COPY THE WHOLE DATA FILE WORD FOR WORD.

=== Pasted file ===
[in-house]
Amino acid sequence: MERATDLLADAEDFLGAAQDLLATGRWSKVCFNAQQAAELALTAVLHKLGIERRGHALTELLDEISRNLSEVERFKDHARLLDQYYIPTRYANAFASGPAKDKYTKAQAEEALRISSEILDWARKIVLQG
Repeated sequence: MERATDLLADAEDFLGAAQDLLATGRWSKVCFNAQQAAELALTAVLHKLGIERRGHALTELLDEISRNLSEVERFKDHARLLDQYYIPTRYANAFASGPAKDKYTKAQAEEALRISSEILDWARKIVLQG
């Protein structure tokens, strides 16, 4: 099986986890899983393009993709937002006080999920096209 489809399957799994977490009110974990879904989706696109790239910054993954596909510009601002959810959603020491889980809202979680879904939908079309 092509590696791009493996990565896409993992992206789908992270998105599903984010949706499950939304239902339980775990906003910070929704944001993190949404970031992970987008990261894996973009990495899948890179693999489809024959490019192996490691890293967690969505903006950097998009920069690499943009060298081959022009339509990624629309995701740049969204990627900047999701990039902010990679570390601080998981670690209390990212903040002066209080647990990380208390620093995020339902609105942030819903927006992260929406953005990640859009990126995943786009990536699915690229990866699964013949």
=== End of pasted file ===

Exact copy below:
[in-house]
Amino acid sequence: MERATDLLADAEDFLGAAQDLLATGRWSKVCFNAQQAAELALTAVLHKLGIERRGHALTELLDEISRNLSEVERFKDHARLLDQYYIPTRYANAFASGPAKDKYTKAQAEEALRISSEILDWARKIVLQG
Repeated sequence: MERATDLLADAEDFLGAAQDLLATGRWSKVCFNAQQAAELALTAVLHKLGIERRGHALTELLDEISRNLSEVERFKDHARLLDQYYIPTRYANAFASGPAKDKYTKAQAEEALRISSEILDWARKIVLQG
């Protein structure tokens, strides 16, 4: 099986986890899983393009993709937002006080999920096209 489809399957799994977490009110974990879904989706696109790239910054993954596909510009601002959810959603020491889980809202979680879904939908079309 092509590696791009493996990565896409993992992206789908992270998105599903984010949706499950939304239902339980775990906003910070929704944001993190949404970031992970987008990261894996973009990495899948890179693999489809024959490019192996490691890293967690969505903006950097998009920069690499943009060298081959022009339509990624629309995701740049969204990627900047999701990039902010990679570390601080998981670690209390990212903040002066209080647990990380208390620093995020339902609105942030819903927006992260929406953005990640859009990126995943786009990536699915690229990866699964013949």